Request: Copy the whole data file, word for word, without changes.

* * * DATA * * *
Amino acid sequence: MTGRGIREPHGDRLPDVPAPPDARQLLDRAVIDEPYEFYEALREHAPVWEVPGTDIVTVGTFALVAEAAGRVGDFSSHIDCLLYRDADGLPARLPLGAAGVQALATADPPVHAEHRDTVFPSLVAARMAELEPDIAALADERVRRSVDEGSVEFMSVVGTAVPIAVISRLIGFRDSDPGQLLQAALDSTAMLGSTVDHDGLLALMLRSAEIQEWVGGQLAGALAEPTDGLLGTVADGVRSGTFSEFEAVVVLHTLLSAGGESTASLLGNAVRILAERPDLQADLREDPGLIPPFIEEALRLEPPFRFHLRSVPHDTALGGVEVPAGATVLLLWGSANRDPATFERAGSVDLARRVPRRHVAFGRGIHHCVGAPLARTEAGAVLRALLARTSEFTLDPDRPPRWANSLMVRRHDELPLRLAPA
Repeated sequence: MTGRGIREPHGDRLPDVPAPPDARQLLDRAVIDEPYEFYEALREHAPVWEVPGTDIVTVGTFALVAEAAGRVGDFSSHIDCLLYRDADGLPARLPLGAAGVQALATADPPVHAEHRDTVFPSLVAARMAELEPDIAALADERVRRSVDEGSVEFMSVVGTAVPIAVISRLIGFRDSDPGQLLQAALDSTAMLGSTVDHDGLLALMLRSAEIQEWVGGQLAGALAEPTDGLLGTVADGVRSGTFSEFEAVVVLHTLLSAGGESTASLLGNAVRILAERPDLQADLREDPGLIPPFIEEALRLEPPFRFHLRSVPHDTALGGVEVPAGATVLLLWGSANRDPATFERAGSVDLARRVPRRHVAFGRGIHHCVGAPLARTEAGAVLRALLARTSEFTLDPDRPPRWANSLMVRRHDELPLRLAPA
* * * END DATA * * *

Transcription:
Amino acid sequence: MTGRGIREPHGDRLPDVPAPPDARQLLDRAVIDEPYEFYEALREHAPVWEVPGTDIVTVGTFALVAEAAGRVGDFSSHIDCLLYRDADGLPARLPLGAAGVQALATADPPVHAEHRDTVFPSLVAARMAELEPDIAALADERVRRSVDEGSVEFMSVVGTAVPIAVISRLIGFRDSDPGQLLQAALDSTAMLGSTVDHDGLLALMLRSAEIQEWVGGQLAGALAEPTDGLLGTVADGVRSGTFSEFEAVVVLHTLLSAGGESTASLLGNAVRILAERPDLQADLREDPGLIPPFIEEALRLEPPFRFHLRSVPHDTALGGVEVPAGATVLLLWGSANRDPATFERAGSVDLARRVPRRHVAFGRGIHHCVGAPLARTEAGAVLRALLARTSEFTLDPDRPPRWANSLMVRRHDELPLRLAPA
Repeated sequence: MTGRGIREPHGDRLPDVPAPPDARQLLDRAVIDEPYEFYEALREHAPVWEVPGTDIVTVGTFALVAEAAGRVGDFSSHIDCLLYRDADGLPARLPLGAAGVQALATADPPVHAEHRDTVFPSLVAARMAELEPDIAALADERVRRSVDEGSVEFMSVVGTAVPIAVISRLIGFRDSDPGQLLQAALDSTAMLGSTVDHDGLLALMLRSAEIQEWVGGQLAGALAEPTDGLLGTVADGVRSGTFSEFEAVVVLHTLLSAGGESTASLLGNAVRILAERPDLQADLREDPGLIPPFIEEALRLEPPFRFHLRSVPHDTALGGVEVPAGATVLLLWGSANRDPATFERAGSVDLARRVPRRHVAFGRGIHHCVGAPLARTEAGAVLRALLARTSEFTLDPDRPPRWANSLMVRRHDELPLRLAPA